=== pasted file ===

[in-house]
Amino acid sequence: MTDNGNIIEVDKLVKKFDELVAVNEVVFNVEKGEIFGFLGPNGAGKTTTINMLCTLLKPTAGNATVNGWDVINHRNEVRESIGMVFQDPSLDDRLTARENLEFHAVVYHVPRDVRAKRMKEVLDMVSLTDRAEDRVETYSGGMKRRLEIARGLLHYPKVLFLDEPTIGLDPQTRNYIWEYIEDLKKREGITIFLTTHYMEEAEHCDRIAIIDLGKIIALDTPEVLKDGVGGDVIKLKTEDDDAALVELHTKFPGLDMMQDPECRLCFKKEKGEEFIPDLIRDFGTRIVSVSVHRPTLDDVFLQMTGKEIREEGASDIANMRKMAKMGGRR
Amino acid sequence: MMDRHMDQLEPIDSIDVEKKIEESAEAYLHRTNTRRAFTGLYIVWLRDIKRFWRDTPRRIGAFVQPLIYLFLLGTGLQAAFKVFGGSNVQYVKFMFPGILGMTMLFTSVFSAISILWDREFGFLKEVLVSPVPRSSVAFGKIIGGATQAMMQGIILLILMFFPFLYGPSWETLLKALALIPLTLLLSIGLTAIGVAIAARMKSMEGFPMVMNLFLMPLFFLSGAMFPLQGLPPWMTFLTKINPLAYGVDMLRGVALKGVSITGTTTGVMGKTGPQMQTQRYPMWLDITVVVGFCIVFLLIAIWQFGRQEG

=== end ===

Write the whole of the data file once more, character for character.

[in-house]
Amino acid sequence: MTDNGNIIEVDKLVKKFDELVAVNEVVFNVEKGEIFGFLGPNGAGKTTTINMLCTLLKPTAGNATVNGWDVINHRNEVRESIGMVFQDPSLDDRLTARENLEFHAVVYHVPRDVRAKRMKEVLDMVSLTDRAEDRVETYSGGMKRRLEIARGLLHYPKVLFLDEPTIGLDPQTRNYIWEYIEDLKKREGITIFLTTHYMEEAEHCDRIAIIDLGKIIALDTPEVLKDGVGGDVIKLKTEDDDAALVELHTKFPGLDMMQDPECRLCFKKEKGEEFIPDLIRDFGTRIVSVSVHRPTLDDVFLQMTGKEIREEGASDIANMRKMAKMGGRR
Amino acid sequence: MMDRHMDQLEPIDSIDVEKKIEESAEAYLHRTNTRRAFTGLYIVWLRDIKRFWRDTPRRIGAFVQPLIYLFLLGTGLQAAFKVFGGSNVQYVKFMFPGILGMTMLFTSVFSAISILWDREFGFLKEVLVSPVPRSSVAFGKIIGGATQAMMQGIILLILMFFPFLYGPSWETLLKALALIPLTLLLSIGLTAIGVAIAARMKSMEGFPMVMNLFLMPLFFLSGAMFPLQGLPPWMTFLTKINPLAYGVDMLRGVALKGVSITGTTTGVMGKTGPQMQTQRYPMWLDITVVVGFCIVFLLIAIWQFGRQEG